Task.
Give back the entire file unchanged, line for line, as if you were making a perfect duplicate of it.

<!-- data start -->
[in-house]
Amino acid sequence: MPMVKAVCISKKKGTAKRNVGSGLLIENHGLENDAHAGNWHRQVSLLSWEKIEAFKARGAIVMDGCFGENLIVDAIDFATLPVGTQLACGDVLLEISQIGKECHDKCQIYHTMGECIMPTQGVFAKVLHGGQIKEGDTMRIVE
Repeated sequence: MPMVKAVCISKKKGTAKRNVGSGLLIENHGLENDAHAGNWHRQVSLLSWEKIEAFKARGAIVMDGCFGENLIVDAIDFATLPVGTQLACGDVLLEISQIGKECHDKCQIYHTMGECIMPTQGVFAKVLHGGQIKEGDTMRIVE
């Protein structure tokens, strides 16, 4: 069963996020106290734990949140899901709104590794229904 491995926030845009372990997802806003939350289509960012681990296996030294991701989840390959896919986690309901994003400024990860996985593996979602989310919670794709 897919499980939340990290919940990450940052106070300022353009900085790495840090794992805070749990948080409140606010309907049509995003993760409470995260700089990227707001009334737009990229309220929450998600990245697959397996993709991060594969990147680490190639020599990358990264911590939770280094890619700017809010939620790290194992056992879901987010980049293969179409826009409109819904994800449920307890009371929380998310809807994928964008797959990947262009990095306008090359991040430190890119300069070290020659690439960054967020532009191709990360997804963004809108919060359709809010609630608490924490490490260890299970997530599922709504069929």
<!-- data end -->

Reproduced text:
[in-house]
Amino acid sequence: MPMVKAVCISKKKGTAKRNVGSGLLIENHGLENDAHAGNWHRQVSLLSWEKIEAFKARGAIVMDGCFGENLIVDAIDFATLPVGTQLACGDVLLEISQIGKECHDKCQIYHTMGECIMPTQGVFAKVLHGGQIKEGDTMRIVE
Repeated sequence: MPMVKAVCISKKKGTAKRNVGSGLLIENHGLENDAHAGNWHRQVSLLSWEKIEAFKARGAIVMDGCFGENLIVDAIDFATLPVGTQLACGDVLLEISQIGKECHDKCQIYHTMGECIMPTQGVFAKVLHGGQIKEGDTMRIVE
């Protein structure tokens, strides 16, 4: 069963996020106290734990949140899901709104590794229904 491995926030845009372990997802806003939350289509960012681990296996030294991701989840390959896919986690309901994003400024990860996985593996979602989310919670794709 897919499980939340990290919940990450940052106070300022353009900085790495840090794992805070749990948080409140606010309907049509995003993760409470995260700089990227707001009334737009990229309220929450998600990245697959397996993709991060594969990147680490190639020599990358990264911590939770280094890619700017809010939620790290194992056992879901987010980049293969179409826009409109819904994800449920307890009371929380998310809807994928964008797959990947262009990095306008090359991040430190890119300069070290020659690439960054967020532009191709990360997804963004809108919060359709809010609630608490924490490490260890299970997530599922709504069929």